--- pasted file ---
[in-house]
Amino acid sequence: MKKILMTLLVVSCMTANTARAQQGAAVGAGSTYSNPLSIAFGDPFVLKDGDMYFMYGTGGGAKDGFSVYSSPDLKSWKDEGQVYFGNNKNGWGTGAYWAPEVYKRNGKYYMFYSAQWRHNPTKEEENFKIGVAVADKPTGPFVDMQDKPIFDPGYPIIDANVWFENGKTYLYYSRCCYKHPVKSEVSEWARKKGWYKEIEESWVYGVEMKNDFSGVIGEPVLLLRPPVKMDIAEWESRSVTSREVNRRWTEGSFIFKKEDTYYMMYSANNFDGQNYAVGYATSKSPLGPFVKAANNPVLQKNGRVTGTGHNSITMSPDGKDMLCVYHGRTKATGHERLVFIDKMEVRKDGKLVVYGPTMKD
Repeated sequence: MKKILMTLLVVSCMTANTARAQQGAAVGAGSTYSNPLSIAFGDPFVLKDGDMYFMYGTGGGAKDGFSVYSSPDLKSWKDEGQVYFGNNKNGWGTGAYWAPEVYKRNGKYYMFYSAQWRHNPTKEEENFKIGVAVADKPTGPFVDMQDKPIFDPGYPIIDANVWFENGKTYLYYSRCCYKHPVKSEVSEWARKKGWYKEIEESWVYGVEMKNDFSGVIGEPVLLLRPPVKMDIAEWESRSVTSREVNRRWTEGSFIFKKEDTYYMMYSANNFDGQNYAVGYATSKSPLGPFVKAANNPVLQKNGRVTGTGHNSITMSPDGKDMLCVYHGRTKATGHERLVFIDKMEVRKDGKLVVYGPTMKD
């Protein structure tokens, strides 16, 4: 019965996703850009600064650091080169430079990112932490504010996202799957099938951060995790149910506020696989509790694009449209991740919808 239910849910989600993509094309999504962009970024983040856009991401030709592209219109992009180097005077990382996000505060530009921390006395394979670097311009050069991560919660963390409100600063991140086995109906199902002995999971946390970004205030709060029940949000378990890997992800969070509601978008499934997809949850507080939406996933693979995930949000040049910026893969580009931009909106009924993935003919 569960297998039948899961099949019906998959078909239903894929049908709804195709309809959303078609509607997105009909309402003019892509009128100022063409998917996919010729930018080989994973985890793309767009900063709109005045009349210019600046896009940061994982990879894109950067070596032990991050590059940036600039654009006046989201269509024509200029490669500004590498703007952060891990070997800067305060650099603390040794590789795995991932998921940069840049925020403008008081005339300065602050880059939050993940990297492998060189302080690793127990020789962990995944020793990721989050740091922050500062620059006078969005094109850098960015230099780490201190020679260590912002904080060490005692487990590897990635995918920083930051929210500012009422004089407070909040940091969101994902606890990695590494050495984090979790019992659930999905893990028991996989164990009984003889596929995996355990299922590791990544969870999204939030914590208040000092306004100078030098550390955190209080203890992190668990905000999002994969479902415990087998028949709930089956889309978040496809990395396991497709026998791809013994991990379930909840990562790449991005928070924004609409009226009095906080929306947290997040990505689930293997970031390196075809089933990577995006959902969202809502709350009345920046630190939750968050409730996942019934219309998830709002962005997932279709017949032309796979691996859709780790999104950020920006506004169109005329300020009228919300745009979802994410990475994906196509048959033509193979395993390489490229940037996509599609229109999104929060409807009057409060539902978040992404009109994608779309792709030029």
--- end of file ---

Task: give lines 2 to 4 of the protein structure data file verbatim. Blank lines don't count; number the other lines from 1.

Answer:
Amino acid sequence: MKKILMTLLVVSCMTANTARAQQGAAVGAGSTYSNPLSIAFGDPFVLKDGDMYFMYGTGGGAKDGFSVYSSPDLKSWKDEGQVYFGNNKNGWGTGAYWAPEVYKRNGKYYMFYSAQWRHNPTKEEENFKIGVAVADKPTGPFVDMQDKPIFDPGYPIIDANVWFENGKTYLYYSRCCYKHPVKSEVSEWARKKGWYKEIEESWVYGVEMKNDFSGVIGEPVLLLRPPVKMDIAEWESRSVTSREVNRRWTEGSFIFKKEDTYYMMYSANNFDGQNYAVGYATSKSPLGPFVKAANNPVLQKNGRVTGTGHNSITMSPDGKDMLCVYHGRTKATGHERLVFIDKMEVRKDGKLVVYGPTMKD
Repeated sequence: MKKILMTLLVVSCMTANTARAQQGAAVGAGSTYSNPLSIAFGDPFVLKDGDMYFMYGTGGGAKDGFSVYSSPDLKSWKDEGQVYFGNNKNGWGTGAYWAPEVYKRNGKYYMFYSAQWRHNPTKEEENFKIGVAVADKPTGPFVDMQDKPIFDPGYPIIDANVWFENGKTYLYYSRCCYKHPVKSEVSEWARKKGWYKEIEESWVYGVEMKNDFSGVIGEPVLLLRPPVKMDIAEWESRSVTSREVNRRWTEGSFIFKKEDTYYMMYSANNFDGQNYAVGYATSKSPLGPFVKAANNPVLQKNGRVTGTGHNSITMSPDGKDMLCVYHGRTKATGHERLVFIDKMEVRKDGKLVVYGPTMKD
């Protein structure tokens, strides 16, 4: 019965996703850009600064650091080169430079990112932490504010996202799957099938951060995790149910506020696989509790694009449209991740919808 239910849910989600993509094309999504962009970024983040856009991401030709592209219109992009180097005077990382996000505060530009921390006395394979670097311009050069991560919660963390409100600063991140086995109906199902002995999971946390970004205030709060029940949000378990890997992800969070509601978008499934997809949850507080939406996933693979995930949000040049910026893969580009931009909106009924993935003919 569960297998039948899961099949019906998959078909239903894929049908709804195709309809959303078609509607997105009909309402003019892509009128100022063409998917996919010729930018080989994973985890793309767009900063709109005045009349210019600046896009940061994982990879894109950067070596032990991050590059940036600039654009006046989201269509024509200029490669500004590498703007952060891990070997800067305060650099603390040794590789795995991932998921940069840049925020403008008081005339300065602050880059939050993940990297492998060189302080690793127990020789962990995944020793990721989050740091922050500062620059006078969005094109850098960015230099780490201190020679260590912002904080060490005692487990590897990635995918920083930051929210500012009422004089407070909040940091969101994902606890990695590494050495984090979790019992659930999905893990028991996989164990009984003889596929995996355990299922590791990544969870999204939030914590208040000092306004100078030098550390955190209080203890992190668990905000999002994969479902415990087998028949709930089956889309978040496809990395396991497709026998791809013994991990379930909840990562790449991005928070924004609409009226009095906080929306947290997040990505689930293997970031390196075809089933990577995006959902969202809502709350009345920046630190939750968050409730996942019934219309998830709002962005997932279709017949032309796979691996859709780790999104950020920006506004169109005329300020009228919300745009979802994410990475994906196509048959033509193979395993390489490229940037996509599609229109999104929060409807009057409060539902978040992404009109994608779309792709030029």